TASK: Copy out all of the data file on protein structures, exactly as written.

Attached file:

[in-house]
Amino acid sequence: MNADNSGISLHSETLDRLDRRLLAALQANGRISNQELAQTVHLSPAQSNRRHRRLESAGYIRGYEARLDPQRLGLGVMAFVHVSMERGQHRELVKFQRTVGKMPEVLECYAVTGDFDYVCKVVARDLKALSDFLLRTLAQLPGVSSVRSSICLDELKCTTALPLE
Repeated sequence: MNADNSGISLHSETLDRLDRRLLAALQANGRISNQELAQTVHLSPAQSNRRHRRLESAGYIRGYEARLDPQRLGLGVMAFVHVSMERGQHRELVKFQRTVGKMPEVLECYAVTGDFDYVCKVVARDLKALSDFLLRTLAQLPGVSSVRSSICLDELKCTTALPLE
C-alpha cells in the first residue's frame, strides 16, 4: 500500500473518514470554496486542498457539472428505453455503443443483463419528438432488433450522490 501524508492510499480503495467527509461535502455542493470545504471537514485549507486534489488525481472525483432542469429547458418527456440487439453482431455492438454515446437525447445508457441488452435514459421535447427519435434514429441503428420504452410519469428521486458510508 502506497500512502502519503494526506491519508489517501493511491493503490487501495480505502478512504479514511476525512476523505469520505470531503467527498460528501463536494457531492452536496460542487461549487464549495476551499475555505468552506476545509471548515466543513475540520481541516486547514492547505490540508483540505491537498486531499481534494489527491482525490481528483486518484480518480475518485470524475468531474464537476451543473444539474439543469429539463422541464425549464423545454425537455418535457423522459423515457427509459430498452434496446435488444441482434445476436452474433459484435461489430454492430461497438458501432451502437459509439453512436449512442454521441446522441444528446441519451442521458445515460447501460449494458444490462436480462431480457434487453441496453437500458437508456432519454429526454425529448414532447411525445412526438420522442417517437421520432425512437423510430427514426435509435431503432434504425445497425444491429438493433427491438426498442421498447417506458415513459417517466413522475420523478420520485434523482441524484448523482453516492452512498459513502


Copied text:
[in-house]
Amino acid sequence: MNADNSGISLHSETLDRLDRRLLAALQANGRISNQELAQTVHLSPAQSNRRHRRLESAGYIRGYEARLDPQRLGLGVMAFVHVSMERGQHRELVKFQRTVGKMPEVLECYAVTGDFDYVCKVVARDLKALSDFLLRTLAQLPGVSSVRSSICLDELKCTTALPLE
Repeated sequence: MNADNSGISLHSETLDRLDRRLLAALQANGRISNQELAQTVHLSPAQSNRRHRRLESAGYIRGYEARLDPQRLGLGVMAFVHVSMERGQHRELVKFQRTVGKMPEVLECYAVTGDFDYVCKVVARDLKALSDFLLRTLAQLPGVSSVRSSICLDELKCTTALPLE
C-alpha cells in the first residue's frame, strides 16, 4: 500500500473518514470554496486542498457539472428505453455503443443483463419528438432488433450522490 501524508492510499480503495467527509461535502455542493470545504471537514485549507486534489488525481472525483432542469429547458418527456440487439453482431455492438454515446437525447445508457441488452435514459421535447427519435434514429441503428420504452410519469428521486458510508 502506497500512502502519503494526506491519508489517501493511491493503490487501495480505502478512504479514511476525512476523505469520505470531503467527498460528501463536494457531492452536496460542487461549487464549495476551499475555505468552506476545509471548515466543513475540520481541516486547514492547505490540508483540505491537498486531499481534494489527491482525490481528483486518484480518480475518485470524475468531474464537476451543473444539474439543469429539463422541464425549464423545454425537455418535457423522459423515457427509459430498452434496446435488444441482434445476436452474433459484435461489430454492430461497438458501432451502437459509439453512436449512442454521441446522441444528446441519451442521458445515460447501460449494458444490462436480462431480457434487453441496453437500458437508456432519454429526454425529448414532447411525445412526438420522442417517437421520432425512437423510430427514426435509435431503432434504425445497425444491429438493433427491438426498442421498447417506458415513459417517466413522475420523478420520485434523482441524484448523482453516492452512498459513502